Don't bother looking at Wikipedia for an article about George Philbrick.
August 4, 2007 1:57 AM   Subscribe

It has always been difficult to look up any information on the pioneers of computing. Even today, in the Internet age, one has trouble finding much about early computers--even on the ultimate computer network.

Consider the late George A. Philbrick. He was one of the titanic figures in electronic computing in the 1950s--mainly because of the company he founded, which was a major manufacturer (and pioneer) of the operational amplifier, at a time when an "op-amp" was made of vacuum tubes. Op-amps were used to build analog computers, which were widely used to simulate physical processes in the days when digital computers were either non-existent, or too slow and costly, for many kinds of simulation and process-control work. Op-amps, in chip form, are still widely used in electronics. Yet, despite his unquestioned status as a major pioneer of electronics, there was almost nothing on the Internet about Philbrick or his company.

Until 2005--when Joe Sousa decided to put up a website dedicated to Philbrick's legacy. Behold The Philbrick Archive.
posted by metasonix (10 comments total) 4 users marked this as a favorite
And here's an addendum: Philbrick didn't invent the first successful op-amp design. A Columbia University student named Loebe Julie gets the credit--that, is, now that people have learned how Julie's engineering professor tried to steal his design.
posted by metasonix at 2:00 AM on August 4, 2007

Al Gore invented George Philbrick? How's that possible?
posted by ZachsMind at 2:40 AM on August 4, 2007

Ooh, I LOVE this stuff. Thank you.
posted by mrbill at 2:46 AM on August 4, 2007

This is kinda like looking at Leonardo's sketchbooks. Cool!
posted by DenOfSizer at 7:51 AM on August 4, 2007

Loebe Julie's trouble sounds a lot like what happened to Gordon Gould's work with the LASER. It also took place at Columbia.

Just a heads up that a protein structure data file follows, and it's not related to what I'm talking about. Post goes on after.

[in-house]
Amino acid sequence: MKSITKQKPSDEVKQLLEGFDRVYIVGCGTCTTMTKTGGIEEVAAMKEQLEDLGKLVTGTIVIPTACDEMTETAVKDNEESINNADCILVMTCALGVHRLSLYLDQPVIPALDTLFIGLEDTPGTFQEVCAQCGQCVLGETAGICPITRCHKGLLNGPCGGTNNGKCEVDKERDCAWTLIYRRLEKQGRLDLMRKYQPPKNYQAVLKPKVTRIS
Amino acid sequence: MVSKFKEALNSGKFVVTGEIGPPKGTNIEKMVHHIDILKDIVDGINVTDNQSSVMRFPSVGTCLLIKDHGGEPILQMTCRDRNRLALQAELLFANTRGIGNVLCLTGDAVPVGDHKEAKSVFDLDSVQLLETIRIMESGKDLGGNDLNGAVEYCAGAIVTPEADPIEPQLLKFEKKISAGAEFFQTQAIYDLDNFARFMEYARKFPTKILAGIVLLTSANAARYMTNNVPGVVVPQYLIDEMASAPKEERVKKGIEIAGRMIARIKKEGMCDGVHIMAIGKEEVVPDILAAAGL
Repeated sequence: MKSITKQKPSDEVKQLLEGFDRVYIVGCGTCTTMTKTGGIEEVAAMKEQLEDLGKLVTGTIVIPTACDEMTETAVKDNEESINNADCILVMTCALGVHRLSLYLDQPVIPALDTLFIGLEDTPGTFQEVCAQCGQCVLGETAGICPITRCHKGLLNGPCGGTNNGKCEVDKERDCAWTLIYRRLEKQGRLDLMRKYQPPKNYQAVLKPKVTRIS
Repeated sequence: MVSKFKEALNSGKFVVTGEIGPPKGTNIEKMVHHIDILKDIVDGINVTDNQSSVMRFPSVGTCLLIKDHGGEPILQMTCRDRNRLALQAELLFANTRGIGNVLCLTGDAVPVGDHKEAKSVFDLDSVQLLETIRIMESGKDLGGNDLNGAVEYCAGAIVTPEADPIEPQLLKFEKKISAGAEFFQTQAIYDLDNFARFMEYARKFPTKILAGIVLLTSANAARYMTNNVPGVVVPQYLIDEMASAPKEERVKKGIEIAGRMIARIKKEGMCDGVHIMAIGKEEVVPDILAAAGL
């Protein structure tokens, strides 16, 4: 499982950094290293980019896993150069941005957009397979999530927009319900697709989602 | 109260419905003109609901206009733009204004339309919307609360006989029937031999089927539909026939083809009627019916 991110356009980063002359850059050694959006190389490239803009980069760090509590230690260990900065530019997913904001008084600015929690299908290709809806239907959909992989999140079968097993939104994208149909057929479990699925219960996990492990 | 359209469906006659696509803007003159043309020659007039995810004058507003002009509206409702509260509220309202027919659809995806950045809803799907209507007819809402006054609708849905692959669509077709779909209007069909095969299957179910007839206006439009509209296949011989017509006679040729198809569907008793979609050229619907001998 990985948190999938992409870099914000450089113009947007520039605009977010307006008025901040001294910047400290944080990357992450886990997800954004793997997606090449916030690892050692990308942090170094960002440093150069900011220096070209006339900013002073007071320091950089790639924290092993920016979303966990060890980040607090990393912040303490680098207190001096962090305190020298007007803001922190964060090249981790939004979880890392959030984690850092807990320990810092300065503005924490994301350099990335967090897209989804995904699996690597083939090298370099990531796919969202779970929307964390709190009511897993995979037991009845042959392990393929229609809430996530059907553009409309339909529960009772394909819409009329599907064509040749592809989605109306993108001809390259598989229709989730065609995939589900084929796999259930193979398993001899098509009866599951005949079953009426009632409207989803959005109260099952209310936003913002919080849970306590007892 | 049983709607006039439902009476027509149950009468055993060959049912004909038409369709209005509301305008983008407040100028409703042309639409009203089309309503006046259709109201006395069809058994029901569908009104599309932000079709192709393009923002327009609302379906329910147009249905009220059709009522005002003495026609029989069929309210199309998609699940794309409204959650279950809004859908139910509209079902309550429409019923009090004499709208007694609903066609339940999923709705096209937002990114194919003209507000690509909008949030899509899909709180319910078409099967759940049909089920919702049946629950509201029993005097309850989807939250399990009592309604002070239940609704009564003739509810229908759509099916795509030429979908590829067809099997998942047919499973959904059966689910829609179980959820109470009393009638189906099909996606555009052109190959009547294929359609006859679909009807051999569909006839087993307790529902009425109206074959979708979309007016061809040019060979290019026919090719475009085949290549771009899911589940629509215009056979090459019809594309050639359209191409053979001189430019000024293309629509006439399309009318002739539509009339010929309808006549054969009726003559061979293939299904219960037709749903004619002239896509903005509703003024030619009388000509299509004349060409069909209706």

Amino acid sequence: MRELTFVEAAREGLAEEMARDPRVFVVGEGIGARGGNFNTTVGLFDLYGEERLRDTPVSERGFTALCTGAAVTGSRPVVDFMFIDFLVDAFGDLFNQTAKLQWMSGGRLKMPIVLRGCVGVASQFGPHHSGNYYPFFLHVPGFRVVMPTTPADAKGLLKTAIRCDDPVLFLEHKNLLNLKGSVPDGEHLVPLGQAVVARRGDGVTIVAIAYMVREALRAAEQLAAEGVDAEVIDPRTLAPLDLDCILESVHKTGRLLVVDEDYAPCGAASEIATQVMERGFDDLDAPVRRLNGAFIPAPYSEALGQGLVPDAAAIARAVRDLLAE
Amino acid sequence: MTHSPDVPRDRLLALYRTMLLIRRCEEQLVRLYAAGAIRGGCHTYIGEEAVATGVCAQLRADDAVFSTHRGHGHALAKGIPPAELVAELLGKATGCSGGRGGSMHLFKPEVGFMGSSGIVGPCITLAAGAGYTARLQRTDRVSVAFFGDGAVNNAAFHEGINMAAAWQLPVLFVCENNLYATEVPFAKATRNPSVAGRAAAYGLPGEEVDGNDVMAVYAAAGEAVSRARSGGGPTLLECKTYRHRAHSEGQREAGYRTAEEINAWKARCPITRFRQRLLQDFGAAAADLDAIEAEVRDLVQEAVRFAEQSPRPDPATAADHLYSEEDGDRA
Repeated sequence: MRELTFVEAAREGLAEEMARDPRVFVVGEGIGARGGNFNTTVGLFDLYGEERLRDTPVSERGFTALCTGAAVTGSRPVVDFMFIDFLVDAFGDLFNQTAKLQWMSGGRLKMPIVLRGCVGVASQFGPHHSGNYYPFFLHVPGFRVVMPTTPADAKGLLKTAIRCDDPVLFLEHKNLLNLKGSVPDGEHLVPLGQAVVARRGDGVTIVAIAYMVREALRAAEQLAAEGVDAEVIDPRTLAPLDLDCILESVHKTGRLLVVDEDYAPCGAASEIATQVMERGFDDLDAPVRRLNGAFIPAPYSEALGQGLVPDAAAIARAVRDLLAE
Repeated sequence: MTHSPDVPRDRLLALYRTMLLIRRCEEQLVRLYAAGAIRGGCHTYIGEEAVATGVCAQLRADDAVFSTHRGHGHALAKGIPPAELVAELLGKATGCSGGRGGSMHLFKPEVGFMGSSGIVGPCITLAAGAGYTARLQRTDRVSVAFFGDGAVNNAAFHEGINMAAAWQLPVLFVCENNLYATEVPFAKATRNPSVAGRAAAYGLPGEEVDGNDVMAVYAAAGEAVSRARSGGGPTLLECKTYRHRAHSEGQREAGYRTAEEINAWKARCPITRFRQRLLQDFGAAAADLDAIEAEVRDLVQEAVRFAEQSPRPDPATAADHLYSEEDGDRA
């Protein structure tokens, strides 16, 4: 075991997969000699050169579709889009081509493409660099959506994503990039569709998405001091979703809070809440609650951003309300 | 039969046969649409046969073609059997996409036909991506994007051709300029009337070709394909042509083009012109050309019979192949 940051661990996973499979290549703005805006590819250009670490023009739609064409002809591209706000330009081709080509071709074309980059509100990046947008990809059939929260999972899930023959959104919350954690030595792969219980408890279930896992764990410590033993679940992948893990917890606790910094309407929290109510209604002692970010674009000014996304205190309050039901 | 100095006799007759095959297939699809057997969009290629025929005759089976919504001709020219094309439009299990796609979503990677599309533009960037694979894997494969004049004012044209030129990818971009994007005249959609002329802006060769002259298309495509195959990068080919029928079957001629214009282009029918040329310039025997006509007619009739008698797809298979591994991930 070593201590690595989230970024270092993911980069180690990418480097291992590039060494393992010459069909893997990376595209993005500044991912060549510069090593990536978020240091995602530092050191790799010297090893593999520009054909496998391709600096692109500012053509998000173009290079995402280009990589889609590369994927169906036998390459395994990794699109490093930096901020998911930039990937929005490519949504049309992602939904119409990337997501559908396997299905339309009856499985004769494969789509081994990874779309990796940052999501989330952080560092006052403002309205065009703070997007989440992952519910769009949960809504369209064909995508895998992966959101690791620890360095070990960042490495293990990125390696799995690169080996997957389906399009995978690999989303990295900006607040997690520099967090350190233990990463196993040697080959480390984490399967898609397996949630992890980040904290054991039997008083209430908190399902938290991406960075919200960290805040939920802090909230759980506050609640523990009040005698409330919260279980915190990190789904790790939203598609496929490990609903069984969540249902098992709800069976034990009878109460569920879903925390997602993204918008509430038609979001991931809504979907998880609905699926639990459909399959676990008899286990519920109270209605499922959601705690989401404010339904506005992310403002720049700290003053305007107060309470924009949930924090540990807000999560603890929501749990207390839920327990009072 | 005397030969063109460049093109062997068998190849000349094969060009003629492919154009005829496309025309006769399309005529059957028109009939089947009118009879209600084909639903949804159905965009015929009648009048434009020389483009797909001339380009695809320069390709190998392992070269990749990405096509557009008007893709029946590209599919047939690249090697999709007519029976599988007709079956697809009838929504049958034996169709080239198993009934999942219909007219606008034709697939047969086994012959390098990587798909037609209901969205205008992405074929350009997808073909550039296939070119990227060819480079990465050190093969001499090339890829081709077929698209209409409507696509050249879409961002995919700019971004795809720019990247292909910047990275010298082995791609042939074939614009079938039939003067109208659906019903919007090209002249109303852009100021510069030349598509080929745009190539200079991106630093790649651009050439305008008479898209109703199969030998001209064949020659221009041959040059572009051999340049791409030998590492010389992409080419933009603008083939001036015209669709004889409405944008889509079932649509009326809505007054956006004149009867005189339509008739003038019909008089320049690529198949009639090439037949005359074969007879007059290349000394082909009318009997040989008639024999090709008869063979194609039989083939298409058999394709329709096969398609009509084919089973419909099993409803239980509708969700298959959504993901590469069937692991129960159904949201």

posted by toftflin at 10:57 AM on August 4, 2007

I actually have a couple of K2-W tube op amp. I really need to see if I can light them up.
posted by eriko at 2:29 PM on August 4, 2007

741 FTW

Thanks for the post, metasonix. EE history is fascinating for all its geniuses, eccentrics, and rogues.
posted by Pastabagel at 6:13 PM on August 4, 2007

God, I love op-amps and analog computers. They are so elegant. They actually multiply, not like a digital computer that just adds over and over really fast. I've got a copy of the Op-Amp Cookbook signed by Walter Jung in my bookcase at work.

I used to work for a supercomputer company that at one time made an analog supercomputer. They still had a system in the basement when I was there and a couple engineers who had worked on it. With digital systems, a ground signal with only 50 millivolts of noise is considered good. With the analog SC, the noise floor on the ground was less than 10 microvolts. THAT's engineering.

Good link, metasonix.
posted by forrest at 8:44 PM on August 4, 2007

I was fascinated with analog computers in high school, read fairly deeply about them, and knew enough to construct a model.

About the coolest thing I recall was and entire new helicopter design modeled on an analog computer. The designers would "fly" it in real-time to see how stable it was and how it handled, and then look at the generated strip charts to see if the stresses were enough to make the rotors break
posted by MonkeySaltedNuts at 9:50 PM on August 4, 2007

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